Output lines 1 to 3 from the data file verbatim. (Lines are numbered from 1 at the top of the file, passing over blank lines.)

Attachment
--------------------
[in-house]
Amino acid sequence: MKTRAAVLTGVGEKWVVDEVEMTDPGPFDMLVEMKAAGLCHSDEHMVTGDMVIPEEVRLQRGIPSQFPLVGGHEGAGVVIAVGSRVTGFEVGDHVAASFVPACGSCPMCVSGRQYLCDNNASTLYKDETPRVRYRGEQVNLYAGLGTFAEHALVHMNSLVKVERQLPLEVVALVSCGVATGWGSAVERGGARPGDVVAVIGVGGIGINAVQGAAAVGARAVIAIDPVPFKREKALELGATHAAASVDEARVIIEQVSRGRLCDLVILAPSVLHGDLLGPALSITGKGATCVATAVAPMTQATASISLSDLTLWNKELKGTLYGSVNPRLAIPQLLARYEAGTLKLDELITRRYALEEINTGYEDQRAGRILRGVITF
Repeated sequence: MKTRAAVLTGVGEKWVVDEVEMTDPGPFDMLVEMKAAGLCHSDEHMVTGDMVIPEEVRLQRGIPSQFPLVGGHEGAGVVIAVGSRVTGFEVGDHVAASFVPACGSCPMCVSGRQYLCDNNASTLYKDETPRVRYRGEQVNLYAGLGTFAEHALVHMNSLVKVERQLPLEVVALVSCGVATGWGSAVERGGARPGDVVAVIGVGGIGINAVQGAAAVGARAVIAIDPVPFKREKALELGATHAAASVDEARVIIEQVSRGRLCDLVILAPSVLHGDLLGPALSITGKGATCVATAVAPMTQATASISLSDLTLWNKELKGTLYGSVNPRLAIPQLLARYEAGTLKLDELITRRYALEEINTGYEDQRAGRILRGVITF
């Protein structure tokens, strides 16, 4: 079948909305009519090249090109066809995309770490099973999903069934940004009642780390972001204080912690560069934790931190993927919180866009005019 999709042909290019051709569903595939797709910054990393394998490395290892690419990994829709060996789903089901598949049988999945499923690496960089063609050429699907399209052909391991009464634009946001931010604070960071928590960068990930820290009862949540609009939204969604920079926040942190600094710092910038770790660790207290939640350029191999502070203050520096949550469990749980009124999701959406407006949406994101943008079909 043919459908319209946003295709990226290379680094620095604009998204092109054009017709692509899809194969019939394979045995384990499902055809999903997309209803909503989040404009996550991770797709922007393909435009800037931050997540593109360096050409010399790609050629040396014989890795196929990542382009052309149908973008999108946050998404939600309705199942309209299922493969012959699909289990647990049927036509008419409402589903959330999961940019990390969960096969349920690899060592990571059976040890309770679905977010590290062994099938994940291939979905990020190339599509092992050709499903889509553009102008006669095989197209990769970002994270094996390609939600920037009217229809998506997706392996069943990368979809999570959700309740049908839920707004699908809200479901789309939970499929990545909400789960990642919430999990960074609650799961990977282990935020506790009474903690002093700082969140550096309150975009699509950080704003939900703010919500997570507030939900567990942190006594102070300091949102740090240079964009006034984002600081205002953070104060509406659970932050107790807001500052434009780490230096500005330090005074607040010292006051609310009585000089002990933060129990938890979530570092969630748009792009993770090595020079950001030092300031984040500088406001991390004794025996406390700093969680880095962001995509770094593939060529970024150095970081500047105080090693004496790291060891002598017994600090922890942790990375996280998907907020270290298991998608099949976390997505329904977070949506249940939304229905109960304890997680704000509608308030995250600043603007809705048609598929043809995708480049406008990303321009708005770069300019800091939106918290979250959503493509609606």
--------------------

[in-house]
Amino acid sequence: MKTRAAVLTGVGEKWVVDEVEMTDPGPFDMLVEMKAAGLCHSDEHMVTGDMVIPEEVRLQRGIPSQFPLVGGHEGAGVVIAVGSRVTGFEVGDHVAASFVPACGSCPMCVSGRQYLCDNNASTLYKDETPRVRYRGEQVNLYAGLGTFAEHALVHMNSLVKVERQLPLEVVALVSCGVATGWGSAVERGGARPGDVVAVIGVGGIGINAVQGAAAVGARAVIAIDPVPFKREKALELGATHAAASVDEARVIIEQVSRGRLCDLVILAPSVLHGDLLGPALSITGKGATCVATAVAPMTQATASISLSDLTLWNKELKGTLYGSVNPRLAIPQLLARYEAGTLKLDELITRRYALEEINTGYEDQRAGRILRGVITF
Repeated sequence: MKTRAAVLTGVGEKWVVDEVEMTDPGPFDMLVEMKAAGLCHSDEHMVTGDMVIPEEVRLQRGIPSQFPLVGGHEGAGVVIAVGSRVTGFEVGDHVAASFVPACGSCPMCVSGRQYLCDNNASTLYKDETPRVRYRGEQVNLYAGLGTFAEHALVHMNSLVKVERQLPLEVVALVSCGVATGWGSAVERGGARPGDVVAVIGVGGIGINAVQGAAAVGARAVIAIDPVPFKREKALELGATHAAASVDEARVIIEQVSRGRLCDLVILAPSVLHGDLLGPALSITGKGATCVATAVAPMTQATASISLSDLTLWNKELKGTLYGSVNPRLAIPQLLARYEAGTLKLDELITRRYALEEINTGYEDQRAGRILRGVITF